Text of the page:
Willard Goldheim, who made the switch from men's clothing to commercial real estate sales in 1966 when he was 62, insists that there's not much difference in selling Hickey-Freeman suits or real estate property.

"In either case, you are dealing with people. That's what selling is all about. You've got to know what you're selling and the people to whom you're selling it," said the former executive of Goldheim's, a family business. He sold it to Raleigh's when he lost exclusive rights to the Hickey-Freeman clothing line due to another sale.

As the result of dealing at the store with William (Billy) Shannon, then the president of Shannon & Luchs, Goldheim moved from shirts and ties to handling the sales of land parcels and shopping centers. "billy Shannon offered me a job and I took it."

Although he has handled negotiations for a number of sizable transactions during his second career in commercial real estate, Goldheim got a special kick out of a recent downtown property assemblage that resulted in a total $6 million in sales of 14 individual properties.

"They're all on the east side of 11th Street NW between D and E," he said. "How did I do it? First, I talked to the owner of a key corner property and told him that I thought I could sell it. Of course, I knew some developers were interested. One in particular. Well, a year's work later I had sold all of the old, run-down properties except one (a holdout) to developer David Evans."

What's the key to putting together a large site for a new building?

"There are no secrets," Goldheim replied. "I knew what Evans was interested in other properties after he bought the first corner property (11th and E) from E. Fulton (Bud) Brylawski. So I went about contacting the other owners and getting negotiations in progress. It really gets down to letting buyer and seller get together to eyeball one another and then being tenacious while also being patient."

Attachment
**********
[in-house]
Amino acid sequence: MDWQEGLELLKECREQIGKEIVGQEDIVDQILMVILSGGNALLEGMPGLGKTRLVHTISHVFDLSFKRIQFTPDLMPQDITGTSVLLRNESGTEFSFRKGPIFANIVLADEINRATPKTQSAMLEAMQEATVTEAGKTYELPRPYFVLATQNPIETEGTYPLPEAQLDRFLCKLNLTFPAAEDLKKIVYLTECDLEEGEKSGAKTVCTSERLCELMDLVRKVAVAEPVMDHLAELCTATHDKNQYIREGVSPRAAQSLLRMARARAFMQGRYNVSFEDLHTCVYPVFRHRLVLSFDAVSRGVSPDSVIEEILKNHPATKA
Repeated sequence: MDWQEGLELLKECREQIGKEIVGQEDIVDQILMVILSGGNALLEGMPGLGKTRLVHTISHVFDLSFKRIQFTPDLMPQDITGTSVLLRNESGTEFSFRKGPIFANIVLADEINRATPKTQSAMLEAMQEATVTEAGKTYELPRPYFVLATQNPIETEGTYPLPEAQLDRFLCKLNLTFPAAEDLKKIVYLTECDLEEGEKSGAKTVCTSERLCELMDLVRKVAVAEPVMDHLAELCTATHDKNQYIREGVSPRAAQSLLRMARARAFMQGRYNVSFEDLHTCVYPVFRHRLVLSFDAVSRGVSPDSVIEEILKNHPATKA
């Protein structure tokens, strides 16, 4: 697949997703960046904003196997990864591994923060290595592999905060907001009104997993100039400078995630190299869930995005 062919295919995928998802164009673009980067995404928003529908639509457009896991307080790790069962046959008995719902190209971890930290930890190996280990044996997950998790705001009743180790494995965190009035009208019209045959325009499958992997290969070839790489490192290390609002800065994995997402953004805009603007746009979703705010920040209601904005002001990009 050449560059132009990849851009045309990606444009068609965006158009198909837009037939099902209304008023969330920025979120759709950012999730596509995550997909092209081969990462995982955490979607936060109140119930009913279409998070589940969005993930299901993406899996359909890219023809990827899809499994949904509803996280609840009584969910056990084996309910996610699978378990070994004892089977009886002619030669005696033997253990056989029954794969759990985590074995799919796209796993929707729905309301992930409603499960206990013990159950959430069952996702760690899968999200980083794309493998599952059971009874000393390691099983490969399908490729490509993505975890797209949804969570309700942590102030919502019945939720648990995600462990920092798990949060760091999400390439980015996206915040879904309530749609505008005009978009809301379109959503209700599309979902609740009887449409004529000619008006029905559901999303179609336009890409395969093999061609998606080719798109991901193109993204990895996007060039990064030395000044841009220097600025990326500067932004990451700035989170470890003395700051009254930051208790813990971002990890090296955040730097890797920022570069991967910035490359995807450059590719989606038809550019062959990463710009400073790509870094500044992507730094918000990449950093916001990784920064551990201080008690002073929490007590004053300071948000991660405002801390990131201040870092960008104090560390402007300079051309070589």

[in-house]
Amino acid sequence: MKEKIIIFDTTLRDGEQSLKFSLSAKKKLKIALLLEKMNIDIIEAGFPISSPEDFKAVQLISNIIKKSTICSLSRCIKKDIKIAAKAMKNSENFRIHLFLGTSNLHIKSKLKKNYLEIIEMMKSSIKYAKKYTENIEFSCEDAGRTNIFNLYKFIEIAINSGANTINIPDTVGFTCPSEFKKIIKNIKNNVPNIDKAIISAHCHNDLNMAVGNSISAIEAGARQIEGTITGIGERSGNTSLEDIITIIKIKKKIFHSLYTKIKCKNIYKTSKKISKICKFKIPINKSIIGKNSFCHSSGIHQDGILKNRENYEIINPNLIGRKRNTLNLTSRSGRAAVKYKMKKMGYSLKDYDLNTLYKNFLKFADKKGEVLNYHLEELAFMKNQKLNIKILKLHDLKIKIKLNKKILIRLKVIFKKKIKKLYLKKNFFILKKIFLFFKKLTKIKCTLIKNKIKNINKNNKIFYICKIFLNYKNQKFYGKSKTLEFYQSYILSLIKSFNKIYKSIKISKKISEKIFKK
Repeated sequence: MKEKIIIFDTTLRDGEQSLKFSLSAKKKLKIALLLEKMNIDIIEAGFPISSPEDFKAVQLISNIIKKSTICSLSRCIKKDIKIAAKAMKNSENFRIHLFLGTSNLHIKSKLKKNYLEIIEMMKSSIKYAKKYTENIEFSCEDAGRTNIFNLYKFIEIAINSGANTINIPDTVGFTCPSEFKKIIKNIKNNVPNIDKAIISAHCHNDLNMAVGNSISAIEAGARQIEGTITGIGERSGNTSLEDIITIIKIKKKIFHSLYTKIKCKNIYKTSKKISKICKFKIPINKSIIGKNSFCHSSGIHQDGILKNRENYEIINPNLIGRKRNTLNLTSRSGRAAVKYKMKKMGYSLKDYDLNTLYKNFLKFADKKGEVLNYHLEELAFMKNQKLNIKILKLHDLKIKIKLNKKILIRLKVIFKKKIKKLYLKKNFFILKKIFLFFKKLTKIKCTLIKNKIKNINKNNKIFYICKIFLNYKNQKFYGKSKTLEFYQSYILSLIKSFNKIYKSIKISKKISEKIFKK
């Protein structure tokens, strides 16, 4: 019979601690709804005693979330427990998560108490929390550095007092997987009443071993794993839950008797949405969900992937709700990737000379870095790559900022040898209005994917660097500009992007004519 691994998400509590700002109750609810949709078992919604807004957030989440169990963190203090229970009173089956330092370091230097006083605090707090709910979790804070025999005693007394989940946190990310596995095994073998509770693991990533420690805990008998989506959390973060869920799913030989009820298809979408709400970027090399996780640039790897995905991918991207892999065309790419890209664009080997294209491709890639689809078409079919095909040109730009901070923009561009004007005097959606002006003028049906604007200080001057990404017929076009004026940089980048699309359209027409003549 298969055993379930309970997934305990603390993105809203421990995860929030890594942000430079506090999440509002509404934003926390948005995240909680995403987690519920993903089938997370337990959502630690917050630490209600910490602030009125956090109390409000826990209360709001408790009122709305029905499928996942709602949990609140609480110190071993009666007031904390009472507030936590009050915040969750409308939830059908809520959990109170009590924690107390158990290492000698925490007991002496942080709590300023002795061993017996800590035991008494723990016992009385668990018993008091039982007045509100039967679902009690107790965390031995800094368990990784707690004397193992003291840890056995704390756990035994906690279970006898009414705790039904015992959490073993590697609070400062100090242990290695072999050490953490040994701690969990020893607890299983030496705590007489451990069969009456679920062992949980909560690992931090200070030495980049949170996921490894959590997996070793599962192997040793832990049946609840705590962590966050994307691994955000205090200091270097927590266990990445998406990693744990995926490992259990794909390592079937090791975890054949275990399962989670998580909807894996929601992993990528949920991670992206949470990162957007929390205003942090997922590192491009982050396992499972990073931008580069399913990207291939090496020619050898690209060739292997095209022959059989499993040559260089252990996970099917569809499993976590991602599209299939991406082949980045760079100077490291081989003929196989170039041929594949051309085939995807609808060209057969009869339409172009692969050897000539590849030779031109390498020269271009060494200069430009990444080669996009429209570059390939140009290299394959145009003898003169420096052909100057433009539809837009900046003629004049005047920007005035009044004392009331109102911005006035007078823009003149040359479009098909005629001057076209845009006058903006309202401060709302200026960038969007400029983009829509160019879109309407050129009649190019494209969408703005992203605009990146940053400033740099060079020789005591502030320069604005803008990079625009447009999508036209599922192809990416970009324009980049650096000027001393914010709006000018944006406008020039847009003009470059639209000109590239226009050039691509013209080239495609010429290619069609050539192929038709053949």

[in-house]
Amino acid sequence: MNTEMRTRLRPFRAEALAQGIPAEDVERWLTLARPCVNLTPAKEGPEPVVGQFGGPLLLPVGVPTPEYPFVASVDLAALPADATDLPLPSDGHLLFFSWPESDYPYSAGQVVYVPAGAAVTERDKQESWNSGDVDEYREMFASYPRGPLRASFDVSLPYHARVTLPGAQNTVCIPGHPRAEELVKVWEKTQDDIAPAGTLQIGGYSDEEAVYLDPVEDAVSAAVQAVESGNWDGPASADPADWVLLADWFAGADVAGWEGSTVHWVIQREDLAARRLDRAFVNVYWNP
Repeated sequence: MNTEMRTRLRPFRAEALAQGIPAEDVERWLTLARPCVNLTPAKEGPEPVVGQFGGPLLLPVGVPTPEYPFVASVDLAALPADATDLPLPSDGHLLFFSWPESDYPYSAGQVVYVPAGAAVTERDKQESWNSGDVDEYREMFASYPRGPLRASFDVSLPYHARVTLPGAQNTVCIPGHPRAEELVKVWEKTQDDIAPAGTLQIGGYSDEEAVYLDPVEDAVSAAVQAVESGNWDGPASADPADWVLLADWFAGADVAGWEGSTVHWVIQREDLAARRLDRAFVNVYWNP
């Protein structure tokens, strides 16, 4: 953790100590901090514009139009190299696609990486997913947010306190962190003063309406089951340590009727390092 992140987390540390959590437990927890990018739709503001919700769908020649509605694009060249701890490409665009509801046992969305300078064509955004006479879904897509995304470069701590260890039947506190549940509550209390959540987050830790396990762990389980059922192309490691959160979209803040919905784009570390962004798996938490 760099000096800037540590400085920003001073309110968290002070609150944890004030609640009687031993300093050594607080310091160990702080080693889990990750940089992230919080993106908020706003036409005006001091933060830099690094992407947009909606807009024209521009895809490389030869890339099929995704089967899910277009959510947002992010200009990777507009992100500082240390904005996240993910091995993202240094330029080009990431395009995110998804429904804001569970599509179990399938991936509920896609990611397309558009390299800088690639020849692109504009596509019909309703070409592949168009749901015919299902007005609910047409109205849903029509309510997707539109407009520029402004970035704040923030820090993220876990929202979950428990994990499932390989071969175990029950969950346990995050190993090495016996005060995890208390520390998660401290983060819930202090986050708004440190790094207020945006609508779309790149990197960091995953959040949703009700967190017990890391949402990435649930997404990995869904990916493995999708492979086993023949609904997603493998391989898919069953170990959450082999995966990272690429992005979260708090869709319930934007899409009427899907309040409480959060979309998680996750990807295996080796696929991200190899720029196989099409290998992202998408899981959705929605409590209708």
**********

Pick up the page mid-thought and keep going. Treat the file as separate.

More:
Due to his maturity and diplomacy, Goldheim doesn't moan -- at least not for quotation -- about his inability to get that one small parcel (1,800 square feet) in the middle of the block. Nor does he have anything to say for quotation about another development team putting together the other side of the block (the west side of 10th Street between D and E).

Now it seems likely that developer Evans will get together with a triumvirate of other interests headed by Stuart Bernstein, John Mason and Richard Cohen, to develop the entire block as an entity.

Because the block comes under the jurisdiction of the Pennsylvania Avenue Development Corp., it is likely that any unacquired parcels will be taken under the PADC's right of eminent domain. Of course, the plans for any major structure on the land, which is zoned C-5 and has a 160-foot height limit, will have to be approved by the PADC.

Goldheim senses that the half of the block he brokered for Shannon & Luchs was "really ripe for redevelopment. It's a lot of small stores and eating places on shortterm leases. The buildings are old and nondescript. Only the value of the land (about $150 a square foot in the recent transactions) is an issue. Five years ago you couldn't have sold them by $50 a square foot."

This site on the north side of Pennsylvania Avenue is just west of the new FBI building and just east of a new office building that Cabot, Cabot & Forbs has started as the likely new home of Covington & Burling. The site also is adjacent to the Old Post Office Building, which is being redone and to the new convention center to the northeast and the Willard Hotel and National Theater projects. CAPTION: Picture, Willard Goldheim in front of the northeast corner of 11th and D. Sts. NW, the location of property that was sold for a total of $6 million through his efforts. By John McDonnell -- The Washington Post